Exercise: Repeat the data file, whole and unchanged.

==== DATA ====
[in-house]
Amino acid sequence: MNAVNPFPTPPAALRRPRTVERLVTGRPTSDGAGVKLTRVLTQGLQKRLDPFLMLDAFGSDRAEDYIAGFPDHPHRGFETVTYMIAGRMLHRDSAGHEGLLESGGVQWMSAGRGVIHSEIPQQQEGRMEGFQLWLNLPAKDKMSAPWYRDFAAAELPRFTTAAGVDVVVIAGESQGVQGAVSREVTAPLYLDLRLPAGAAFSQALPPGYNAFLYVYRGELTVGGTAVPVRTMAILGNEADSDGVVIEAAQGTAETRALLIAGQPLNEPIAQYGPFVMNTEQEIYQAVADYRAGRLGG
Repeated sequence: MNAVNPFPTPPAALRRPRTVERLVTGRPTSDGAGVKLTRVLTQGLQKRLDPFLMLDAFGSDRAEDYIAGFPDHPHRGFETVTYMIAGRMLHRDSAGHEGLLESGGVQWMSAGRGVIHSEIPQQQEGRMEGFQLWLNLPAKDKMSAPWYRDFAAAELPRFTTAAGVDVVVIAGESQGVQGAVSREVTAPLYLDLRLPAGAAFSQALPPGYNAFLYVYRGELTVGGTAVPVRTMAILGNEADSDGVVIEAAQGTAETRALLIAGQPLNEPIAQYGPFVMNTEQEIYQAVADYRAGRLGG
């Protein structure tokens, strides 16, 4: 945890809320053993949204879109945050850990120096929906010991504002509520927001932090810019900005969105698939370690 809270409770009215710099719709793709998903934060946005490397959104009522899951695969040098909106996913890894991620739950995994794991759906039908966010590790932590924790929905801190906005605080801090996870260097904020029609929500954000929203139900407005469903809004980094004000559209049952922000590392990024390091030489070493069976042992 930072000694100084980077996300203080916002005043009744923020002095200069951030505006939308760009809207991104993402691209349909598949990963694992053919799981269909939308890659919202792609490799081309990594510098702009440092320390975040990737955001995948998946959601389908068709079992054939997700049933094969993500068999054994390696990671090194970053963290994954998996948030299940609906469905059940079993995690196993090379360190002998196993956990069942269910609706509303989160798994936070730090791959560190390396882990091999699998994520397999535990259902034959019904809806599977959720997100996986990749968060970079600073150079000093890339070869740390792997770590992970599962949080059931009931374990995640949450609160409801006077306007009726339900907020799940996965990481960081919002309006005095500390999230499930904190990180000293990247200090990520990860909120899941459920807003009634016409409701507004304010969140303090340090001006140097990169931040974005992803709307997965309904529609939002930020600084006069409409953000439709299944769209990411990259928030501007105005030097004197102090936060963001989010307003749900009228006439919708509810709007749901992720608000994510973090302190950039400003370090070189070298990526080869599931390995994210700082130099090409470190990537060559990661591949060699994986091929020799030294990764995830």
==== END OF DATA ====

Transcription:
[in-house]
Amino acid sequence: MNAVNPFPTPPAALRRPRTVERLVTGRPTSDGAGVKLTRVLTQGLQKRLDPFLMLDAFGSDRAEDYIAGFPDHPHRGFETVTYMIAGRMLHRDSAGHEGLLESGGVQWMSAGRGVIHSEIPQQQEGRMEGFQLWLNLPAKDKMSAPWYRDFAAAELPRFTTAAGVDVVVIAGESQGVQGAVSREVTAPLYLDLRLPAGAAFSQALPPGYNAFLYVYRGELTVGGTAVPVRTMAILGNEADSDGVVIEAAQGTAETRALLIAGQPLNEPIAQYGPFVMNTEQEIYQAVADYRAGRLGG
Repeated sequence: MNAVNPFPTPPAALRRPRTVERLVTGRPTSDGAGVKLTRVLTQGLQKRLDPFLMLDAFGSDRAEDYIAGFPDHPHRGFETVTYMIAGRMLHRDSAGHEGLLESGGVQWMSAGRGVIHSEIPQQQEGRMEGFQLWLNLPAKDKMSAPWYRDFAAAELPRFTTAAGVDVVVIAGESQGVQGAVSREVTAPLYLDLRLPAGAAFSQALPPGYNAFLYVYRGELTVGGTAVPVRTMAILGNEADSDGVVIEAAQGTAETRALLIAGQPLNEPIAQYGPFVMNTEQEIYQAVADYRAGRLGG
């Protein structure tokens, strides 16, 4: 945890809320053993949204879109945050850990120096929906010991504002509520927001932090810019900005969105698939370690 809270409770009215710099719709793709998903934060946005490397959104009522899951695969040098909106996913890894991620739950995994794991759906039908966010590790932590924790929905801190906005605080801090996870260097904020029609929500954000929203139900407005469903809004980094004000559209049952922000590392990024390091030489070493069976042992 930072000694100084980077996300203080916002005043009744923020002095200069951030505006939308760009809207991104993402691209349909598949990963694992053919799981269909939308890659919202792609490799081309990594510098702009440092320390975040990737955001995948998946959601389908068709079992054939997700049933094969993500068999054994390696990671090194970053963290994954998996948030299940609906469905059940079993995690196993090379360190002998196993956990069942269910609706509303989160798994936070730090791959560190390396882990091999699998994520397999535990259902034959019904809806599977959720997100996986990749968060970079600073150079000093890339070869740390792997770590992970599962949080059931009931374990995640949450609160409801006077306007009726339900907020799940996965990481960081919002309006005095500390999230499930904190990180000293990247200090990520990860909120899941459920807003009634016409409701507004304010969140303090340090001006140097990169931040974005992803709307997965309904529609939002930020600084006069409409953000439709299944769209990411990259928030501007105005030097004197102090936060963001989010307003749900009228006439919708509810709007749901992720608000994510973090302190950039400003370090070189070298990526080869599931390995994210700082130099090409470190990537060559990661591949060699994986091929020799030294990764995830």